Friday, April 30, 2010

Governor Doyle Signs into Law BadgerCare Plus Basic

FITCHBURG – Governor Jim Doyle today signed into law Senate Bill 484, the BadgerCare Plus Basic Bill. This bill creates a new, entirely self-funded health care plan option for nearly 43,000 adults without dependent children who are on the BadgerCare Plus Core Plan waiting list.

“Here in Wisconsin, we have worked hard to protect people who have lost their jobs and health insurance in this national economy through no fault of their own,” Governor Doyle said. “I am proud to sign into law BadgerCare Plus Basic to help tens of thousands of Wisconsin residents who so badly need health care purchase basic health coverage – at no cost to taxpayers. For $130 a month, people enrolled in BadgerCare Plus Basic will be able to go see a doctor, get the generic prescriptions they need, and receive catastrophic coverage, without costing taxpayers a dime.”

The Basic plan is not designed to be a long-term health coverage plan, but instead will be an elective plan to keep individuals healthy while they wait for coverage on the BadgerCare Plus Core Plan. More than 64,000 individuals are currently enrolled in the state's Core Plan, which suspended new enrollments last October due to budget limits. Since that time, nearly 43,000 individuals have been placed on a waitlist for the program.

BadgerCare Plus Basic will be paid for through a monthly premium of $130 plus reasonable co-payments. Members will have access to catastrophic coverage plus:

Up to 10 physician visits each year;

Limited hospitalization;

Coverage for first inpatient hospital stay and five outpatient hospital visits;

Subsequent stays after $7,500 deductible;

Up to five emergency room visits each year;

Some generic medications; and

Badger Rx Gold discount drug membership.

To be eligible for Basic coverage, individuals must have incomes below 200 percent of the federal poverty level, have no dependent children, and be included on the waiting list for the BadgerCare Plus Core Plan. Starting on June 1, 2010, individuals on the Core waiting list can sign up for BadgerCare Plus Basic. Basic coverage will begin on July 1, 2010. To find out more or to apply for the waitlist, please visit:

Governor Doyle thanked Senator Erpenbach for his hard work to get the bill to his desk. The Governor also recognized Senator Robson, and Representatives Richards and Roys for their work on the bill.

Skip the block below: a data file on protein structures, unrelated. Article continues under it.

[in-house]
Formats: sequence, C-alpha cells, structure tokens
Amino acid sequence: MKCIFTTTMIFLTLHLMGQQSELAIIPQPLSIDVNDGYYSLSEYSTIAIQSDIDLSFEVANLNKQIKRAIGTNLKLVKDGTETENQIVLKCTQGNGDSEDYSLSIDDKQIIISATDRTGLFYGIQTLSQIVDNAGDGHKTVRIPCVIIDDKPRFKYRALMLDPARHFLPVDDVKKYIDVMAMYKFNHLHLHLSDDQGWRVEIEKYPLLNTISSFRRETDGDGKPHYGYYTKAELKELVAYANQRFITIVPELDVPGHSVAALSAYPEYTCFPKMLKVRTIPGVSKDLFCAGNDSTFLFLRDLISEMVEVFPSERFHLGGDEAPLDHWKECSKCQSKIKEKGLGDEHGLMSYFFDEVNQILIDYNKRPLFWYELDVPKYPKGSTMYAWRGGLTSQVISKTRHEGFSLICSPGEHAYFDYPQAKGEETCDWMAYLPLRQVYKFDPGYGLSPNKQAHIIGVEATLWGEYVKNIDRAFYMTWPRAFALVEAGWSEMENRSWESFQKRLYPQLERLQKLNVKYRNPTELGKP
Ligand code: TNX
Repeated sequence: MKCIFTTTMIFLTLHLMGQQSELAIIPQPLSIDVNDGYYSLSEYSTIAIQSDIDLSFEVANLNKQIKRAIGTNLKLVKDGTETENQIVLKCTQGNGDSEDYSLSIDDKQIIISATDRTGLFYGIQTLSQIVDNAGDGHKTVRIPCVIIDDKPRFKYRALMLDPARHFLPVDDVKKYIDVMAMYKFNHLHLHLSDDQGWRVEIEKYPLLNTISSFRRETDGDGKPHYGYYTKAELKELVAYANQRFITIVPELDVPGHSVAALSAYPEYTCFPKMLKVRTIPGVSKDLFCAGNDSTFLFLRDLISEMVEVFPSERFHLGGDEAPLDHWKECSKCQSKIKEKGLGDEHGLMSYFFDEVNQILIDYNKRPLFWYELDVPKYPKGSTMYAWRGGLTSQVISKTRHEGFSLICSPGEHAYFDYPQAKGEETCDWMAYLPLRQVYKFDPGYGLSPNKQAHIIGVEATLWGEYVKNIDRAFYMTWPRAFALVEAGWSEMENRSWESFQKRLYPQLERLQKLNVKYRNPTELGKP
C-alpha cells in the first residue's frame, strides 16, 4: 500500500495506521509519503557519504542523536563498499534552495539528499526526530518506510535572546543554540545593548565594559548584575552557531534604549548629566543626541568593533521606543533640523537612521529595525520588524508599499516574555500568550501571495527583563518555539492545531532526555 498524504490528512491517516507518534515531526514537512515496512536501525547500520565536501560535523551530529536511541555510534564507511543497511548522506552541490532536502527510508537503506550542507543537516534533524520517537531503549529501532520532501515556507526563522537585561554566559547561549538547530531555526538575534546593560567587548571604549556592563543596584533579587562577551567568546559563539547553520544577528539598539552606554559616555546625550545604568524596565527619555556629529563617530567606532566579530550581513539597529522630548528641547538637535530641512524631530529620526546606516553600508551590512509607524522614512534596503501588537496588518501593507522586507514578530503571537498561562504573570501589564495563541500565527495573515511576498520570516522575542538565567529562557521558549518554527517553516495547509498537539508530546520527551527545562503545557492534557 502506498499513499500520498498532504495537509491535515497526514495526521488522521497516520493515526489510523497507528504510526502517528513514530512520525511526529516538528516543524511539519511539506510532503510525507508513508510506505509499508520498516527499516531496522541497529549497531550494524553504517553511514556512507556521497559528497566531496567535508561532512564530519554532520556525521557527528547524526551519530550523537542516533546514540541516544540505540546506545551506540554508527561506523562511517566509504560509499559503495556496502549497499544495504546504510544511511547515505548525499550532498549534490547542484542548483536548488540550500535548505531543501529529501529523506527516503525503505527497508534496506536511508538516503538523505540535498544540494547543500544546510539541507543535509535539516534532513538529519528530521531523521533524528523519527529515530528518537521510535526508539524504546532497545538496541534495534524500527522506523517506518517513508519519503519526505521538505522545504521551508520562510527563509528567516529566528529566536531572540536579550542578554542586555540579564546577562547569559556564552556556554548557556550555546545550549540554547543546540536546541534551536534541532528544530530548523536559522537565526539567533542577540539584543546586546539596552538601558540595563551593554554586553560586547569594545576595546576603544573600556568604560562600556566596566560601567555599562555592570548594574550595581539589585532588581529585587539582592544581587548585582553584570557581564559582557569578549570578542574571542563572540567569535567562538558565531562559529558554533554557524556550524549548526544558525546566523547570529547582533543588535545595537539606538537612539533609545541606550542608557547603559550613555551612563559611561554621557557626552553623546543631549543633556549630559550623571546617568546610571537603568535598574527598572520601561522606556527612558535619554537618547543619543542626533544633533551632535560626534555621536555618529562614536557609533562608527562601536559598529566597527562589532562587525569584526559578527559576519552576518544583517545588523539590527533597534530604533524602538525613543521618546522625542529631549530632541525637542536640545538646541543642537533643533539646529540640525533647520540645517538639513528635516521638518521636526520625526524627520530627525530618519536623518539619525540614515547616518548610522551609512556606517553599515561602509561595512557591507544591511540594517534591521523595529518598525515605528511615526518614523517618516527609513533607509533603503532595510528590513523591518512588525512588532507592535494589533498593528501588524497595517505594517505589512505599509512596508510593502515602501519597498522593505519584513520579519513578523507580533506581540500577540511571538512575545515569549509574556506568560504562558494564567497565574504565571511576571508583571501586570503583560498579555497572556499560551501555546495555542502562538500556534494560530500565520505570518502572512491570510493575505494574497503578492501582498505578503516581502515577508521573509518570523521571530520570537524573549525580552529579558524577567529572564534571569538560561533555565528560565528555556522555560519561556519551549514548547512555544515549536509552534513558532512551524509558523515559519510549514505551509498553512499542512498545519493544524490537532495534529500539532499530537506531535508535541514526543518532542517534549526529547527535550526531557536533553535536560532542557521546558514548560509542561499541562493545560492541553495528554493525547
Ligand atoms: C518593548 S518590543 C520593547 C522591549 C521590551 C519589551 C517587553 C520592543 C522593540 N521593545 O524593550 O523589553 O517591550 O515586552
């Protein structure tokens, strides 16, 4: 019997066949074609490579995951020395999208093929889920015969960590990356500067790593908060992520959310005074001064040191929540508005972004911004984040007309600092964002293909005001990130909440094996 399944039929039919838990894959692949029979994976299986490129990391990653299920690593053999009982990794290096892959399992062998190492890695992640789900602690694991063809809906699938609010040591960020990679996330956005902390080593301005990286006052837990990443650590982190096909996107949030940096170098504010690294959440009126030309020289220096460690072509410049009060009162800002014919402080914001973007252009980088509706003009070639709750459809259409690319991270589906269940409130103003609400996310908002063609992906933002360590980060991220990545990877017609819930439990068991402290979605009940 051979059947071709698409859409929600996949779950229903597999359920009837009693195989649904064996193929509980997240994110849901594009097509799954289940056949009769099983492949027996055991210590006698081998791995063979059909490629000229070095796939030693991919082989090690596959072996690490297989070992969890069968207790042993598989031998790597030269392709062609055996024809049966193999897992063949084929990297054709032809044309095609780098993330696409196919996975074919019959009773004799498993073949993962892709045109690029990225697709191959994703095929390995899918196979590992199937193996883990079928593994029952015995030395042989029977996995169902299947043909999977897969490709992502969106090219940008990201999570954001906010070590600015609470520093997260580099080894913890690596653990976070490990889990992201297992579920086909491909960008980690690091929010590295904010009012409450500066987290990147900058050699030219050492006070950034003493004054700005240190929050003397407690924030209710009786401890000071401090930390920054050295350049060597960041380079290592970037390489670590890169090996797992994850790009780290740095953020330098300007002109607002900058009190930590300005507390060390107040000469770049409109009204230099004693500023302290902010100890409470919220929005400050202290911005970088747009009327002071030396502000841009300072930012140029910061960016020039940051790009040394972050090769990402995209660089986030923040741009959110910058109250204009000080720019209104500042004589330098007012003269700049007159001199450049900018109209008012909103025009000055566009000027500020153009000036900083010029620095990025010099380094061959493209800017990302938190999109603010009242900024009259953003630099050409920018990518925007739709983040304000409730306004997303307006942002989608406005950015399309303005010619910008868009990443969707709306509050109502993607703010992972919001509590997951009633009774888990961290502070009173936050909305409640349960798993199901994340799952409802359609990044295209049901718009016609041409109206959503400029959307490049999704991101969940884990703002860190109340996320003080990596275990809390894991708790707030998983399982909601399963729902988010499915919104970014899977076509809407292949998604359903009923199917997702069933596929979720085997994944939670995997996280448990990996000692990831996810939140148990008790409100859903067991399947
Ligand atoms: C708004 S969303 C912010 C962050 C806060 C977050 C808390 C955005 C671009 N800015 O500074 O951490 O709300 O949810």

Governor Doyle signed the bill into law at the Group Health Cooperative of South Central Wisconsin Hatchery Hill clinic in Fitchburg . The Governor was joined by Linda Churchill from Lyndon Station, a resident who has lost her job and health insurance in the national economic downturn, and plans to enroll in BadgerCare Plus Basic.

BadgerCare Plus Basic builds on Governor Doyle’s work over the last seven years to make Wisconsin America’s health care leader. Under Governor Doyle’s leadership, Wisconsin now ranks second in the country in the percentage of people with access to health care and first in health care quality. Every Wisconsin child now has access to health care through Governor Doyle’s BadgerCare Plus plan. In addition, since 2009, the Governor’s BadgerCare Plus Core Plan has provided standard health benefits for low income adults without dependent children.

The Governor is also working hard to position Wisconsin to lead in the implementation of national health care reform. Earlier this month, Governor Doyle created the Office of Health Care Reform co-led by the Secretary of Health Services and the Commissioner of Insurance. The Office will develop an implementation plan that uses national health care reform to build on Wisconsin ’s successful efforts and existing programs. Beginning in 2014, most enrollees in the Core and Basic plans will be eligible for the full BadgerCare Plus benefit as a result of national health care reform. In the meantime, programs like Core and Basic serve as important bridges to keep people healthy while health care reform is implemented.

For more information on national health care reform, the phases of implementation, and how changes may benefit Wisconsin residents, please visit:

Thursday, April 29, 2010

Press Release: City Receives $200,000 Grant for South Shore Redevelopment

(Oshkosh, WI) The city of Oshkosh is proud to announce that it has been awarded a $200,000 grant from the United States Environmental Protection Agency. The grant is for environmental remediation for the South Shore Redevelopment Area.

The specific location is 1 East 8th Avenue, known as the former Miles Kimball printing building. The city currently owns the property and the funds from the grant will help aid in the clean-up of some prior environmental contamination the city was aware of.

If you have any questions regarding this grant, please contact Community Development Director Allen Davis at (920) 236-5055.

Press Release: Street Reconstruction Program Update

(Oshkosh, WI.) The city of Oshkosh would like to notify residents that work will begin on the second concrete paving and utilities project in the city’s annual street reconstruction program in a variety of locations starting Monday, May 3, 2010.

The construction will start on Broad Street between Irving Avenue and Parkway Avenue, on Powers Street between New York Avenue and Nevada Avenue, and on Tennessee Avenue just east of Powers Street.

Construction activities on Melvin Avenue are not expected to start until the week of June 14th, when the school year is over. Construction activities on Grand Street will start approximately one to two weeks after construction activities start on Melvin Avenue.

If you would like more information, please contact Public Works at (920) 236-5065.